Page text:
Kei Nishikori Versus Richard Gasquet Montreal R2
Richard Gasquet and Kei Nishikori will play for the 11th time when they meet in the Montreal 2nd round on Wednesday. Gasquet leads the head to head 7-3.
The Richard Gasquet and Kei Nishikori rivalry goes all the way back to Tokyo 2008 on outdoor hard when Richard Gasquet defeated Nishikori for the loss of just three games.
Gasquet won the first six matches of the rivalry up to Paris-Bercy ’15, losing just one set, incidentally in Canada in ’13.
Nishikori then won two matches within a few weeks of each other, both in straights, on the Clay of Rome and Madrid, in 2016.
That added some spice to things when they met in Roland Garros last sixteen a few weeks later, but Gasquet resumed his domination, winning in four.
The last time they met was in Tokyo ’18 in the semis with Nishikori winning in straights.
Gasquet’s prevalence in this match up is much to do with his variety. Nishikori likes rhythm, which Gasquet does not give him.
The Frenchman also hits to the middle of the court when he plays aggressive baseliners like Nishikori, denying them pace and angle to elevate their groundstrokes.
Gasquet’s also able to defend well and put the Japanese under pressure which more often than not can result in Nishikori over hitting.
Gasquet has shown some nice form this week in Montreal defeating Benoit Paire in straights in the first round.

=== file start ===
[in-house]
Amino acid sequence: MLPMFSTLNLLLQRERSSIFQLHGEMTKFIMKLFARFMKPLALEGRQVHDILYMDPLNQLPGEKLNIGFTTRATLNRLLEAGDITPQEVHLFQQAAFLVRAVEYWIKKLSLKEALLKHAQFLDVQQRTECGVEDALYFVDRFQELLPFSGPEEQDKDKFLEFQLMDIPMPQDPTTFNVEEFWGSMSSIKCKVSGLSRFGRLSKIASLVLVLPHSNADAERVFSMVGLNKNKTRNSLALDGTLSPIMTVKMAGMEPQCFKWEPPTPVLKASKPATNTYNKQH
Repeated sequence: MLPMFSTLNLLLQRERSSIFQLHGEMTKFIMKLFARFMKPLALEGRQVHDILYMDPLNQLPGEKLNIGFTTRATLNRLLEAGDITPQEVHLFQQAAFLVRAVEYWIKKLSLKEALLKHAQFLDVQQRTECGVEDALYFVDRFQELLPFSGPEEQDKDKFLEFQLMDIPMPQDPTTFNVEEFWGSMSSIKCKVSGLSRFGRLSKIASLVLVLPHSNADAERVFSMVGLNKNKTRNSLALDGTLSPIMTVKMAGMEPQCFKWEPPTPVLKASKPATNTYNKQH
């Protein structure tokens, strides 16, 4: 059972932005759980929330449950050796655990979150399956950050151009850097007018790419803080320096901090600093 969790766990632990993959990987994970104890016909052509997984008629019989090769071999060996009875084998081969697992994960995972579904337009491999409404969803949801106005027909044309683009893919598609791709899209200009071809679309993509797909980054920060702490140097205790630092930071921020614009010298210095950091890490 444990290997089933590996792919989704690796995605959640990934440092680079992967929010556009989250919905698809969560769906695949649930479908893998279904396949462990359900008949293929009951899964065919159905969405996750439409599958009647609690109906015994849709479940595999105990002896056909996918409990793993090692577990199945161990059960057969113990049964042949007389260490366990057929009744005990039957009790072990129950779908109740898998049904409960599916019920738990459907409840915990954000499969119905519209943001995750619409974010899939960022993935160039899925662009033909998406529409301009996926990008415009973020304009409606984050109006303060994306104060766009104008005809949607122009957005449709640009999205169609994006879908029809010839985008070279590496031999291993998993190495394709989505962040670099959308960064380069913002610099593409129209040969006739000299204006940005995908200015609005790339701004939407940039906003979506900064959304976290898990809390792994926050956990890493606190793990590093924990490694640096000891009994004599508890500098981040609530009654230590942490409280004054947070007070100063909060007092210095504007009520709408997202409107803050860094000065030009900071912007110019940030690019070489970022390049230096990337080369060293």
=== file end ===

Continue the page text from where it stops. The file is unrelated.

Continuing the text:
Could the 66th ranked Frenchman upset the 6th seeded Nishikori?
Nishikori is in one of his consistent best phases, he’s 27-11 this year, and his best surface is hard courts.
If he serves well and can find his range from the baseline early on, keeping Gasquet on the run and opening the court, and play with controlled aggression inside the baseline, he can win. But he will have to make things happen out there as Gasquet is not a baseliner who is going to play into his hands.
There have been no indications that Nishikori’s form has dropped off since reaching back to back quarter finals at the French Open and Wimbledon. But this is his first match back since SW19 and Gasquet is a tricky opponent for him so there’s always the chance Gasquet will get some chances and take them. If Nishikori is a little off and Gasquet is inspired, then this a good match up for the French man to get his season going.
In all likelihood, though, Gasquet still needs more match practice before he starts beating top tenners again (in his 9 wins this year, only one of them has been versus a player ranked in the top 50) and Nishikori wins this match in straights, and very entertaining ones, too.
Irrespective of the predictability of this match, there will be plenty of fans tuning in who have followed both these player’s careers for the last decade and, in Gasquet’s case, 15 years.
Both men are shot-makers with some real flair to their games, both execute their respective backhands, one handed for the French, double for the Japanese, at elite levels, and both are former Canadian Open finalists (though both in Toronto); factors which gives this second rounder a little edge when it comes to choosing which match up to watch in this Montreal second round.
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